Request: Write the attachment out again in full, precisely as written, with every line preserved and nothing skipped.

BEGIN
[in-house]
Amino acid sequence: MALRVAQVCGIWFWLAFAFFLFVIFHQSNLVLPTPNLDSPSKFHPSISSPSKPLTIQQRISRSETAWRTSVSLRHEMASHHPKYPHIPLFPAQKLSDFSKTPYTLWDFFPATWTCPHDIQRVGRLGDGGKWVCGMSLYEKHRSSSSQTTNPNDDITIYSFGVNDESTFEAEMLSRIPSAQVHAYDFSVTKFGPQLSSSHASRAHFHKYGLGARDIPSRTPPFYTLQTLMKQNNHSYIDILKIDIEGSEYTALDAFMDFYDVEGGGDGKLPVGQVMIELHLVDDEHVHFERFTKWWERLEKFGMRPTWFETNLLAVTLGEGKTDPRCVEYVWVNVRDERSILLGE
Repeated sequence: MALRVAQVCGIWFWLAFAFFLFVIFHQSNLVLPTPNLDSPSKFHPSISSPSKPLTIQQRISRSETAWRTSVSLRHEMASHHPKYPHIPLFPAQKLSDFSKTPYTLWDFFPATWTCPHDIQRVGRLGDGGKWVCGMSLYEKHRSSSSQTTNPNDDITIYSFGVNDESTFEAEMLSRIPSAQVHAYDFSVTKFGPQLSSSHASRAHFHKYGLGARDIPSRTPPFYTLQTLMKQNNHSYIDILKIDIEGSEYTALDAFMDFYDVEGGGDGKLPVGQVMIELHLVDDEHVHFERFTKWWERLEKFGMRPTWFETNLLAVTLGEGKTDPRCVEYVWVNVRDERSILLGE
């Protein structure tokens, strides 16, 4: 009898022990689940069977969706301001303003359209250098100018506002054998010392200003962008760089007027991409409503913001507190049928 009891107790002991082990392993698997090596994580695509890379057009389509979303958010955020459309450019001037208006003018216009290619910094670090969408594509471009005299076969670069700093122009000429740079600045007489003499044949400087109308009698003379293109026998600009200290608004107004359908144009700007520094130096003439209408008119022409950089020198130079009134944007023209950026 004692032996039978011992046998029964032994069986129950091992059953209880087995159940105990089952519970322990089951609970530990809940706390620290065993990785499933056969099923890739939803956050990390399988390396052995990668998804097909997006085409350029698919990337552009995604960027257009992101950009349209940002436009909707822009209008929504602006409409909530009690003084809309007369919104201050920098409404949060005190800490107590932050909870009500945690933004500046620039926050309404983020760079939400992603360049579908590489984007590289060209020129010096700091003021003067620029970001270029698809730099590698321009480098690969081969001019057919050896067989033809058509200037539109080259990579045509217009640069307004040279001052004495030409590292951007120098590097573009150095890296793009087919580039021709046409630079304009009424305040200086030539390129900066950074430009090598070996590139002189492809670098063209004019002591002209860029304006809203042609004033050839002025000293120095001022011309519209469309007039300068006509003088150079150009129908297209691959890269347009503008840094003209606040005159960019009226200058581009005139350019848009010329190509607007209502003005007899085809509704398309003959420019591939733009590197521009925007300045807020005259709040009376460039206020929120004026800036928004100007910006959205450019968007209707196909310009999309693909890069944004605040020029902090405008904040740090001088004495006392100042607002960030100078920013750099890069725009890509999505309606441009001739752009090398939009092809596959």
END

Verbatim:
[in-house]
Amino acid sequence: MALRVAQVCGIWFWLAFAFFLFVIFHQSNLVLPTPNLDSPSKFHPSISSPSKPLTIQQRISRSETAWRTSVSLRHEMASHHPKYPHIPLFPAQKLSDFSKTPYTLWDFFPATWTCPHDIQRVGRLGDGGKWVCGMSLYEKHRSSSSQTTNPNDDITIYSFGVNDESTFEAEMLSRIPSAQVHAYDFSVTKFGPQLSSSHASRAHFHKYGLGARDIPSRTPPFYTLQTLMKQNNHSYIDILKIDIEGSEYTALDAFMDFYDVEGGGDGKLPVGQVMIELHLVDDEHVHFERFTKWWERLEKFGMRPTWFETNLLAVTLGEGKTDPRCVEYVWVNVRDERSILLGE
Repeated sequence: MALRVAQVCGIWFWLAFAFFLFVIFHQSNLVLPTPNLDSPSKFHPSISSPSKPLTIQQRISRSETAWRTSVSLRHEMASHHPKYPHIPLFPAQKLSDFSKTPYTLWDFFPATWTCPHDIQRVGRLGDGGKWVCGMSLYEKHRSSSSQTTNPNDDITIYSFGVNDESTFEAEMLSRIPSAQVHAYDFSVTKFGPQLSSSHASRAHFHKYGLGARDIPSRTPPFYTLQTLMKQNNHSYIDILKIDIEGSEYTALDAFMDFYDVEGGGDGKLPVGQVMIELHLVDDEHVHFERFTKWWERLEKFGMRPTWFETNLLAVTLGEGKTDPRCVEYVWVNVRDERSILLGE
């Protein structure tokens, strides 16, 4: 009898022990689940069977969706301001303003359209250098100018506002054998010392200003962008760089007027991409409503913001507190049928 009891107790002991082990392993698997090596994580695509890379057009389509979303958010955020459309450019001037208006003018216009290619910094670090969408594509471009005299076969670069700093122009000429740079600045007489003499044949400087109308009698003379293109026998600009200290608004107004359908144009700007520094130096003439209408008119022409950089020198130079009134944007023209950026 004692032996039978011992046998029964032994069986129950091992059953209880087995159940105990089952519970322990089951609970530990809940706390620290065993990785499933056969099923890739939803956050990390399988390396052995990668998804097909997006085409350029698919990337552009995604960027257009992101950009349209940002436009909707822009209008929504602006409409909530009690003084809309007369919104201050920098409404949060005190800490107590932050909870009500945690933004500046620039926050309404983020760079939400992603360049579908590489984007590289060209020129010096700091003021003067620029970001270029698809730099590698321009480098690969081969001019057919050896067989033809058509200037539109080259990579045509217009640069307004040279001052004495030409590292951007120098590097573009150095890296793009087919580039021709046409630079304009009424305040200086030539390129900066950074430009090598070996590139002189492809670098063209004019002591002209860029304006809203042609004033050839002025000293120095001022011309519209469309007039300068006509003088150079150009129908297209691959890269347009503008840094003209606040005159960019009226200058581009005139350019848009010329190509607007209502003005007899085809509704398309003959420019591939733009590197521009925007300045807020005259709040009376460039206020929120004026800036928004100007910006959205450019968007209707196909310009999309693909890069944004605040020029902090405008904040740090001088004495006392100042607002960030100078920013750099890069725009890509999505309606441009001739752009090398939009092809596959």